The New York Times' Style section on Sunday ran a story by chief style writer Cathy Horyn where she interviewed designer Karl Lagerfeld about last week's Chanel couture show, which featured textured pinks, silver metallics and pink, silver and grey stripes -- plus A-line gown skirt shapes.
Lagerfeld greeted the Times writer in the Chanel studio by saying, rather surprisingly, "It's not a red-carpet opportunity."
"We've had clients cancel an order after seeing their dress on a celebrity," Lagerfeld said.
What that means is this: Couture dresses are made for private -- wealthy -- clients, are only one of a kind and tend to run around $50,000 apiece. Actresses, when they wear them on red carpets, do not pay for these gowns: They either return them, get to keep them or donate them to charities.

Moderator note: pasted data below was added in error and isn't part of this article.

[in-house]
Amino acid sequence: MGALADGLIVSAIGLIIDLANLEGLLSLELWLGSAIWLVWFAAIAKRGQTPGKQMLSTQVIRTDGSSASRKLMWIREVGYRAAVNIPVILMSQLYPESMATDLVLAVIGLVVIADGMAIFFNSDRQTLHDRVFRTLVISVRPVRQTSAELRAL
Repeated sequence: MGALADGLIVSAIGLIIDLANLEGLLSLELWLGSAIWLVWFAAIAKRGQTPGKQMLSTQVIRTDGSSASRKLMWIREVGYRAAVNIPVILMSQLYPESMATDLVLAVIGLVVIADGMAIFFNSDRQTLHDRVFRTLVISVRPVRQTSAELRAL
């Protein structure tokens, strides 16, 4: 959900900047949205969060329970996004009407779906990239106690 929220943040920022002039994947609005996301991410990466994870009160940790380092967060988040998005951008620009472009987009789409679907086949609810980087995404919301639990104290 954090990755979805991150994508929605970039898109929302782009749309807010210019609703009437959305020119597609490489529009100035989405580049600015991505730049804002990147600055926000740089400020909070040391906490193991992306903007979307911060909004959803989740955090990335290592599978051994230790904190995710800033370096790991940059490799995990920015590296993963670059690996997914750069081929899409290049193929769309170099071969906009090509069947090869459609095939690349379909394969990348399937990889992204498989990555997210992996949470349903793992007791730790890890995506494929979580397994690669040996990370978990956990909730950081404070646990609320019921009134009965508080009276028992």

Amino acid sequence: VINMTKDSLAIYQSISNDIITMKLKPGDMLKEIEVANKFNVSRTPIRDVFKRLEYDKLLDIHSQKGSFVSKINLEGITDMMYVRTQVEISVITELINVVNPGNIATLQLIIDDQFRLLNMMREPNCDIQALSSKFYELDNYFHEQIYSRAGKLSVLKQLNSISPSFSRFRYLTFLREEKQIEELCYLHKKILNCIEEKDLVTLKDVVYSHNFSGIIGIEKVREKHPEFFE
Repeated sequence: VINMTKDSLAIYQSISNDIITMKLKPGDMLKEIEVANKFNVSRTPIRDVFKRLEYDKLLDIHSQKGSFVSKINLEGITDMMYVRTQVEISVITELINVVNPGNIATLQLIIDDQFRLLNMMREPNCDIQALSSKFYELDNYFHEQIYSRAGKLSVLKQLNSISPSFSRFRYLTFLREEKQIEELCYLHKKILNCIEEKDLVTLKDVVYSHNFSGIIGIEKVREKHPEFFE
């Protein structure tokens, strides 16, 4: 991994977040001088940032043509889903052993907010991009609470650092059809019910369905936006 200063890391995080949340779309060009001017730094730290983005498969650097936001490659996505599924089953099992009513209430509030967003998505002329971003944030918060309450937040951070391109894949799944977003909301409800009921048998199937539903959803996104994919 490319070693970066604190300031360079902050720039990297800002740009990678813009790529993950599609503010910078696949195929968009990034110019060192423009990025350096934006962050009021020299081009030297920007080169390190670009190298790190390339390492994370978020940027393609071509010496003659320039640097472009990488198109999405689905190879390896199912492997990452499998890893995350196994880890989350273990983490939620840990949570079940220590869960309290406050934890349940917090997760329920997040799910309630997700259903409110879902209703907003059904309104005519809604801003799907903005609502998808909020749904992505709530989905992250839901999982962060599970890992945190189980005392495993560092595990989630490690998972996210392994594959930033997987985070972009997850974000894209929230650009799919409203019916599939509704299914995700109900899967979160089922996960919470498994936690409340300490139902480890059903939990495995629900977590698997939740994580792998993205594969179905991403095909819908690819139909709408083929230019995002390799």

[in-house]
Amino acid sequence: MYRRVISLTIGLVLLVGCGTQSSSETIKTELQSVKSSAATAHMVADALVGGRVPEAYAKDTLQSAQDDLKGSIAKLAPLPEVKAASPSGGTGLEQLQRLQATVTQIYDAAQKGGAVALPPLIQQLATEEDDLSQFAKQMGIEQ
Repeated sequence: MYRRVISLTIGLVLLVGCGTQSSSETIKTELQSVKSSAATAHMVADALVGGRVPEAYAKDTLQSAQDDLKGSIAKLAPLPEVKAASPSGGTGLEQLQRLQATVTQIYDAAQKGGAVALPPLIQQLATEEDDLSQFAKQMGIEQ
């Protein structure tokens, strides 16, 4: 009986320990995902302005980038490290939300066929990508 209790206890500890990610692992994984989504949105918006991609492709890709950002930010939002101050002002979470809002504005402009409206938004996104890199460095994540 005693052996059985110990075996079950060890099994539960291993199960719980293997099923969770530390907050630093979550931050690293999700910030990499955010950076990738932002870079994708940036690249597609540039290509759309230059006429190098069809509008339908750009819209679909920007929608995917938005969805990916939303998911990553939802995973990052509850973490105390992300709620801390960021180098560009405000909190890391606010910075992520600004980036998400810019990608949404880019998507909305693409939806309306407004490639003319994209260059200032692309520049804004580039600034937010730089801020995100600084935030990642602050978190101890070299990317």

So if customers aren't happy when actresses are wearing the gowns they've ordered -- how many Chanel coutures are we going to see on actresses? Chanel couture has never been worn by too many actresses outside of Nicole Kidman, Marion Cotillard, Audrey Tatou and Sarah Jessica Parker -- but this could be the beginning of major couture houses starting to turn their backs on dressing celebrities.
Not all designers will feel this way; Versace seems to be aided by celebs wearing their couture. But it could just be the beginning of a backlash of sorts. Something to keep a red carpet watchful eyeful trained eye on.